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Russia Launches Cutting-Edge Spy Ship to Track U.S. Missile Defense

The ship was commissioned into the Russian navy during a large naval parade attended by President Vladimir Putin in Russia?€™s Baltic Sea enclave of Kaliningrad on Sunday. Pavel Rebrov / Reuters

Russia inducted a new-generation spy ship into the Northern Fleet on Sunday during navy day celebrations. The new vessel will be tasked with monitoring U.S. anti-missile defenses on the high seas, a navy spokesman said.

The ship is known as the Yury Ivanov, the lead boat of the Project 18280 intelligence ships designed for the Russian navy. A second vessel of the same class will be launched next year, according to the United Shipbuilding Corporation, news agency RIA Novosti reported last week.

The ship was commissioned into the Russian navy during a large naval parade attended by President Vladimir Putin in Russia’s Baltic Sea enclave of Kaliningrad on Sunday.

Light on armaments, heavy on sensors and advanced electronic equipment, spy ships are purpose-built to loiter and listen to what foreign vessels are up to. The Yury Ivanov will be specifically equipped to track U.S. anti-missile defenses, which are being outfitted on American warships.

Each of Russia’s four major fleets has one or two spy ships in their ranks, but these were built in the 1980s and are ill-equipped to counter the newer U.S. vessels. Each fleet is expected to receive an Ivanov-class ship over the next several years.

U.S. missile defenses have repeatedly caused friction in U.S.-Russia relations. Moscow considers the defenses an existential threat to its nuclear deterrence, which the Defense Ministry sees as its strongest guarantor of national security.

The U.S. is pursuing a sea-based missile defense strategy that will see the number of vessels fitted with Aegis anti-missile defense systems expand from 33 to 48 by the end of the 2020 fiscal year, according to a report issued by the Congressional Research Service last month.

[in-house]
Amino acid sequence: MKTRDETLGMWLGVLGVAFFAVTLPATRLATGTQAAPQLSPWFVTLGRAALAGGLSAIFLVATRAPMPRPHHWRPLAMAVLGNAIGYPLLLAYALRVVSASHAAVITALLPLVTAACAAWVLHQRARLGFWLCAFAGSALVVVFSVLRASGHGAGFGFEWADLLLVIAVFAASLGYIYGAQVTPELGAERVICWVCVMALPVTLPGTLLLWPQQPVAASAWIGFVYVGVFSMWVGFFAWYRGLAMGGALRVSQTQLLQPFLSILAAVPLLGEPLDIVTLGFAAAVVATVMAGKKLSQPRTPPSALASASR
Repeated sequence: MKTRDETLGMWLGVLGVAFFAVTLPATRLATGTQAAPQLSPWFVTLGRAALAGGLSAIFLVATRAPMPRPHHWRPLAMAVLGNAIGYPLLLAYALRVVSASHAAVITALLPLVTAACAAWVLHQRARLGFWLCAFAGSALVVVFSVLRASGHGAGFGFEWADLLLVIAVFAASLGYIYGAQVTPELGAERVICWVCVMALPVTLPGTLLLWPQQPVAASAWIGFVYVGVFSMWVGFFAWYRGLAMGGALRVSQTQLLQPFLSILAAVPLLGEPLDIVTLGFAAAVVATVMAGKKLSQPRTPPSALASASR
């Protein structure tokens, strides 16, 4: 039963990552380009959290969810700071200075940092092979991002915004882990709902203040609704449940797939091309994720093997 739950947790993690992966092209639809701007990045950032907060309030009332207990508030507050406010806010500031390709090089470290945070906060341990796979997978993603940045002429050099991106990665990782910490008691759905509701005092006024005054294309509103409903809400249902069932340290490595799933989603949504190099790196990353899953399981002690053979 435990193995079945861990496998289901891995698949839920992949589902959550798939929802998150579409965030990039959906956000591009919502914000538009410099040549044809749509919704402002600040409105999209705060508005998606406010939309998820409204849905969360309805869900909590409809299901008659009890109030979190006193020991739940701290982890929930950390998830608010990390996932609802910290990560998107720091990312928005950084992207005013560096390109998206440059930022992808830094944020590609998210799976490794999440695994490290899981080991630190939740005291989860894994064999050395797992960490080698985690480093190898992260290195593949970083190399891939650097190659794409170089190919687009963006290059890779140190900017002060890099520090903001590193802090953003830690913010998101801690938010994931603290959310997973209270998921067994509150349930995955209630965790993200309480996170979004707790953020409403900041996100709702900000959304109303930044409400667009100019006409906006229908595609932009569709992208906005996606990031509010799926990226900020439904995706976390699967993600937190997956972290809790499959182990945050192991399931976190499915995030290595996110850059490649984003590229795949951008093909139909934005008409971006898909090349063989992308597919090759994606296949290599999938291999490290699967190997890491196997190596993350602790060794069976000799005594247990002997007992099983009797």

Military planners in Moscow are making sure they can keep tabs on them.

“They are really paranoid about U.S. missile defenses being aimed at Russia, not Iran or North Korea,” said Dr. Dmitry Gorenburg, a Russian naval expert at the Virginia-based CNA think tank. “So they want to observe [those deployments].”

Russian plans to pick holes if the U.S. missile defense shield goes beyond new ships. Moscow is working on several new classes of intercontinental ballistic missiles equipped with multiple nuclear warheads and countermeasures specifically designed to confuse and evade U.S. defenses in the event of a nuclear shooting war.

The Ivanov has been promoted in the Russian media as another tool in Russia’s arsenal aimed at thwarting U.S. missile defenses, but the equipment required to track the U.S. system’s deployment allows the vessel to perform other standard functions of a spy ship.

These tasks include serving as a communications hub for naval fleets, conducting electronic warfare — a high-tech aspect of modern war that focuses on blasting the air with electronic noise to confuse enemy sensors, jam communications and make it harder for the opponent to locate your own forces.

A spy ship also serves to gather intelligence on enemy electronic warfare capabilities, as well as listen to radio and other electronic signals emitted by foreign military forces.

Russia’s navy has been a key focus of Putin’s military modernization efforts, but two decades of decay following the collapse of the Soviet Union have seen its strength deteriorate significantly. No longer a major force on the high seas, the Russian navy has been mostly relegated to coastal defense.

According to Gorenburg, the Ivanov and its sister ship “will be used as intel ships for a variety of missions, they have a long range and deployment time so that can go out and observe U.S. weapons testing or naval exercises, or even monitor communications offshore somewhere.”

The Ivanov isn’t a large ship, displacing over 4,000 tons with a crew of 120 men — similar in size to a frigate-type escort ship.

Contact the author at m.bodner@imedia.ru

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